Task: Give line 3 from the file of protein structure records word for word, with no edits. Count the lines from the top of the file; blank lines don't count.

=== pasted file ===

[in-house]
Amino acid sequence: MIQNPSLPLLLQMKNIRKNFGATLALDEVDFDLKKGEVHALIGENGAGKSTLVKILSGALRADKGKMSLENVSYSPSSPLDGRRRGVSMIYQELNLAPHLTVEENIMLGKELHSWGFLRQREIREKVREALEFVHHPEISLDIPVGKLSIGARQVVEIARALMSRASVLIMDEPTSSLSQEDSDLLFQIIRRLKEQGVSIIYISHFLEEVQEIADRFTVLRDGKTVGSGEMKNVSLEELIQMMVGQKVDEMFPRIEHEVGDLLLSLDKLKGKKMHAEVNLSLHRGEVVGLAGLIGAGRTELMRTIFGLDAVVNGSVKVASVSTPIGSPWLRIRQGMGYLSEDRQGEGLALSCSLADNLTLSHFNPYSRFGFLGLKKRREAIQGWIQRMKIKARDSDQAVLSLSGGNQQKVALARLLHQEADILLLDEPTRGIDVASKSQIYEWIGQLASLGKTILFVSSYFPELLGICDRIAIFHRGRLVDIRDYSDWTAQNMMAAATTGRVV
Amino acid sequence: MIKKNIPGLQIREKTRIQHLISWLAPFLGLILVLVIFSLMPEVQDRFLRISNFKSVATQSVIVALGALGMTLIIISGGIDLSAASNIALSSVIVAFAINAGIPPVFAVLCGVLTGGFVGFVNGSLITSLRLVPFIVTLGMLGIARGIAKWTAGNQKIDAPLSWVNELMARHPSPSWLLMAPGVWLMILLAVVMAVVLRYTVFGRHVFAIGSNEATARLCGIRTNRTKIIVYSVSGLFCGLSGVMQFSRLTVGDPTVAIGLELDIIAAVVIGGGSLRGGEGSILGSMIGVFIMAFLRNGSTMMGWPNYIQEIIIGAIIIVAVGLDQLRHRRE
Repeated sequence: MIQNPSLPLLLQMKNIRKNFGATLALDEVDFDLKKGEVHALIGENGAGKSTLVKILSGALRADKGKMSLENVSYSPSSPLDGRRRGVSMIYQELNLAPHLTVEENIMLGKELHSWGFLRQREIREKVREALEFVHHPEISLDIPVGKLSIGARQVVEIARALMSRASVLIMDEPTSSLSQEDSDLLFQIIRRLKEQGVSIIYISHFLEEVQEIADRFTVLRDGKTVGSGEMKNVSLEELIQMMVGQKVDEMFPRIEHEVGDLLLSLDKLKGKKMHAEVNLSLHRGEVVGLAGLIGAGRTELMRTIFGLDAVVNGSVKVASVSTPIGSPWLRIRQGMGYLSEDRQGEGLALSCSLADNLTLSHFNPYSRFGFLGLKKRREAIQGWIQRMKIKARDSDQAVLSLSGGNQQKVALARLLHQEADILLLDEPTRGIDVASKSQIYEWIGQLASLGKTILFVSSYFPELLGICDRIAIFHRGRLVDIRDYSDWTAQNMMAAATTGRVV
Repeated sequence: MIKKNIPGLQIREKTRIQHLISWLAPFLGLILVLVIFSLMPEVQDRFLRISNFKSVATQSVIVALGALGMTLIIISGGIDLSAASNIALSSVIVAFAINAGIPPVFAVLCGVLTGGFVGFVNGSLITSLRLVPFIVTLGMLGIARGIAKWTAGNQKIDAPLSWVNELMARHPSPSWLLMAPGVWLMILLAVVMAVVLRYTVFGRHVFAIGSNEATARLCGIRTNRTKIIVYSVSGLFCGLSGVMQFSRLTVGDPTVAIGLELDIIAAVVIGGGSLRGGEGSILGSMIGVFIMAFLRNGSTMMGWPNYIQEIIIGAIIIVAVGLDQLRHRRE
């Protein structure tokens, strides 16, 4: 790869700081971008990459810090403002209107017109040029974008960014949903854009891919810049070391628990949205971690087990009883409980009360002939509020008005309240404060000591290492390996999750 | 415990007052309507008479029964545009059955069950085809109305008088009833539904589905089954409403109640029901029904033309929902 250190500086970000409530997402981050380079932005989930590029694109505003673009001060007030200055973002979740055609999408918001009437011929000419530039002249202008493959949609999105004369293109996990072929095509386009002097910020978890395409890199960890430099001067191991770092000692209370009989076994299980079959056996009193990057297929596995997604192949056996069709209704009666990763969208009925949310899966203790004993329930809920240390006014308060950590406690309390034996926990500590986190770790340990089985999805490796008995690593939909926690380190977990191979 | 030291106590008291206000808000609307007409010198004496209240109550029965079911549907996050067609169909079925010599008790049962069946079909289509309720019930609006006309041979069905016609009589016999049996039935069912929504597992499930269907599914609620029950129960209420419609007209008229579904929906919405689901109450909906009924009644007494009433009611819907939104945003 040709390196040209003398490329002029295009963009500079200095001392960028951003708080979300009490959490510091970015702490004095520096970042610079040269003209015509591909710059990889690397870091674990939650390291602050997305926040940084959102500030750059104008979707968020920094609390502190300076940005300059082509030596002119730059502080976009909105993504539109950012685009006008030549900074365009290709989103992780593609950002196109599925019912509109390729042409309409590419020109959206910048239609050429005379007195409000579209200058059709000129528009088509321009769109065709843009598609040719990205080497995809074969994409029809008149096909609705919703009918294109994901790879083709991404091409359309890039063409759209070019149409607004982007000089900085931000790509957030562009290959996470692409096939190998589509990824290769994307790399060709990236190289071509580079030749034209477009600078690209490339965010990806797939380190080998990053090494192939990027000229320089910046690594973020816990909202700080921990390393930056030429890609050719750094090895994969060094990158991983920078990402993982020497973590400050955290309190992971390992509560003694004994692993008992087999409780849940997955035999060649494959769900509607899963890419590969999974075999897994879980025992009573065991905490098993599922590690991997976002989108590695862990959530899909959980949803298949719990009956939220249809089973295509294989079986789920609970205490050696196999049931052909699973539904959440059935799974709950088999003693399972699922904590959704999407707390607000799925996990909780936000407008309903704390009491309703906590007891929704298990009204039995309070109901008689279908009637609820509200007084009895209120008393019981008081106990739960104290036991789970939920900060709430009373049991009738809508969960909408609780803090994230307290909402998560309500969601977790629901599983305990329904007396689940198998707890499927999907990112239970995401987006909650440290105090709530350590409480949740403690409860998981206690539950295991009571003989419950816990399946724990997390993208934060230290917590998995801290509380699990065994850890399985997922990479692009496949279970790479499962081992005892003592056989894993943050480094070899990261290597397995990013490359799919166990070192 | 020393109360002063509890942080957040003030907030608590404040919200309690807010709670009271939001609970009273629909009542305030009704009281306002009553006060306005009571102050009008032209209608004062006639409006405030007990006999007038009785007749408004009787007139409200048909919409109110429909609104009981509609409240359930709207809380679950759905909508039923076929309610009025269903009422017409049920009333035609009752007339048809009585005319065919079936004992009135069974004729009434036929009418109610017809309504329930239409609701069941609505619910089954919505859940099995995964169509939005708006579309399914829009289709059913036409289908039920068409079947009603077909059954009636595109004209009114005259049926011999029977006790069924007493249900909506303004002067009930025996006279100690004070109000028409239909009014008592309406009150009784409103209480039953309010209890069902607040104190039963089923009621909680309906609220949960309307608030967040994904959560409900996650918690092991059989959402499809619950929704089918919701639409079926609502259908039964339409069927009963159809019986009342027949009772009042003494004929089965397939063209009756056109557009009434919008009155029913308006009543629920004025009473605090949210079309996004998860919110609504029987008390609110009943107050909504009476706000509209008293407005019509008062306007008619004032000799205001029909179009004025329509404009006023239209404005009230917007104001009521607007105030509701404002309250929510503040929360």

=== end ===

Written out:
Amino acid sequence: MIKKNIPGLQIREKTRIQHLISWLAPFLGLILVLVIFSLMPEVQDRFLRISNFKSVATQSVIVALGALGMTLIIISGGIDLSAASNIALSSVIVAFAINAGIPPVFAVLCGVLTGGFVGFVNGSLITSLRLVPFIVTLGMLGIARGIAKWTAGNQKIDAPLSWVNELMARHPSPSWLLMAPGVWLMILLAVVMAVVLRYTVFGRHVFAIGSNEATARLCGIRTNRTKIIVYSVSGLFCGLSGVMQFSRLTVGDPTVAIGLELDIIAAVVIGGGSLRGGEGSILGSMIGVFIMAFLRNGSTMMGWPNYIQEIIIGAIIIVAVGLDQLRHRRE